Roasting Coffee on a Barbecue Grill
We love our coffee here in the UK (I’m definitely proof of that, with at least 2 a day and a coffee machine at home). Coffee is rapidly overtaking the traditional cup of tea as our national drink, and coffee shops have sprung up in every corner of the country over the last few years. But an addiction to your daily espresso or tall skinny latte can get expensive when you tot up how much you spend over a month or year. Many coffee aficionados are exploring other ways of roasting and grinding their own beans at home as both a way of cutting costs and getting an individual product, and one of the best and easiest ways of roasting beans at home is on a standard barbecue grill.
What Sort of Beans are Suitable for Roasting?
Most of the coffee which we drink in coffee shops are made from a blend of different sorts of coffee beans. There are lots of websites online which will give recommendations about what sorts of beans to buy and which make the best blends, but as with everything else, the choice of beans is very much down to a matter of personal taste. The best advice is to buy small quantities of different beans and experiment with different roasts and different mixes of beans to find out what mix you like best.
When shopping for beans, make sure you are buying “green” or unroasted beans rather than ones which have already been roasted and are designed purely for grinding at home. Roasted beans are best used fresh, so roast regularly and in small quantities so your beans are always beautifully fresh.
Benefits of Using the Barbecue
It’s perfectly possible to use any stove to prepare your coffee beans at home, and many people roast using a frying pan on their cooker. Roasting beans can get a bit messy and smelly though, so working in the open air means you take the mess and smell out of the house. The temperature has to be high to roast beans though, so it is best to use a gas barbecue to roast beans. It can be difficult to get the temperature high enough on a charcoal grill. As the beans are contained within a roaster while you are working, you can also cook food on the grill at the same time, if you wish.
Do I need Special Equipment?
Some real coffee experts have special machines and pans with paddles which are turned around to ensure an even and professional roast. These are quite expensive though and aren’t really necessary for someone who is just beginning. Any flat frying pan or shallow pan will do to roast your beans in, but it is best to choose one with a metal handle as plastic handles may well melt in the high temperatures experienced on the grill. The surface area of the pan will determine how many beans you can roast at once, so the larger the pan the better. You will also need gloves to handle the pan and the hot beans once they have roasted, and some sort of storage container to keep your green and roasted beans in.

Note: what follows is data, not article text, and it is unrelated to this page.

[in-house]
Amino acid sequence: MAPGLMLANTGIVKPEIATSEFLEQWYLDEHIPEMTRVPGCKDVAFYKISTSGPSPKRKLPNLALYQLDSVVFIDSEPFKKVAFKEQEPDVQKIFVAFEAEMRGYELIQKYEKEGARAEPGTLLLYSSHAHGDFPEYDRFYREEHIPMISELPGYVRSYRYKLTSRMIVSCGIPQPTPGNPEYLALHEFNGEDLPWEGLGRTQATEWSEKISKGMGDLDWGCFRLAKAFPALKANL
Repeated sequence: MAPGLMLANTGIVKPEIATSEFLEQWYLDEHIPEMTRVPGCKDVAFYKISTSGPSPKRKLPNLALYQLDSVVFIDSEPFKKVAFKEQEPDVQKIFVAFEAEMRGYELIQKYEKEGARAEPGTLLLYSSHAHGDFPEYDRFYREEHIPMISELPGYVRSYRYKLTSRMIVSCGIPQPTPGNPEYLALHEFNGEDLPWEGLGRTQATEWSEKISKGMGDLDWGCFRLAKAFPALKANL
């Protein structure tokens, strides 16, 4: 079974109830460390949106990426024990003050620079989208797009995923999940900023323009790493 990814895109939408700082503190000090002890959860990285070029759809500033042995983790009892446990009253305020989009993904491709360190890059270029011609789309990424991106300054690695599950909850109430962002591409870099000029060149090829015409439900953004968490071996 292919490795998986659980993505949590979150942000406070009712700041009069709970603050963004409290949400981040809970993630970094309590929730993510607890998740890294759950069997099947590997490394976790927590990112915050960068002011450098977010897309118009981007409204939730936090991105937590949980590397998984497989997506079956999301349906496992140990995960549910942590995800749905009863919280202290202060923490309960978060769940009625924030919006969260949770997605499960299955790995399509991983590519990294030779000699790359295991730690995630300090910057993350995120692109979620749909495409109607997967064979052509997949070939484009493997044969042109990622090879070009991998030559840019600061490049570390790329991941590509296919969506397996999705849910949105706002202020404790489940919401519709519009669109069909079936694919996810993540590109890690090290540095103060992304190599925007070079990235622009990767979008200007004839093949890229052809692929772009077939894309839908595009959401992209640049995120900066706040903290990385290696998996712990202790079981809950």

Always heat your pan before starting to roast your beans. Putting the beans into a cold pan is not going to work as well as putting them into a pan which has already got up to temperature. Put a thin layer of beans into the pan, leaving enough room to move the beans around on the surface. The length of time you roast the beans for will determine the strength of flavour. Again this is a matter of personal preference.
The beans are green when you first put them into the pan and will first start to turn yellow, smell a bit like grass and start to steam a little. You will then hear a crack, and then the beans start to roast as the sugars in the beans start to caramelise. The length of time you allow the beans to roast at this stage determines the strength of your coffee. Most roasters will take their beans out of the pan at this stage. The beans will eventually crack for a second time and by this stage the roast is very dark. At this stage it is best to take the beans off the heat – any longer and they will burn.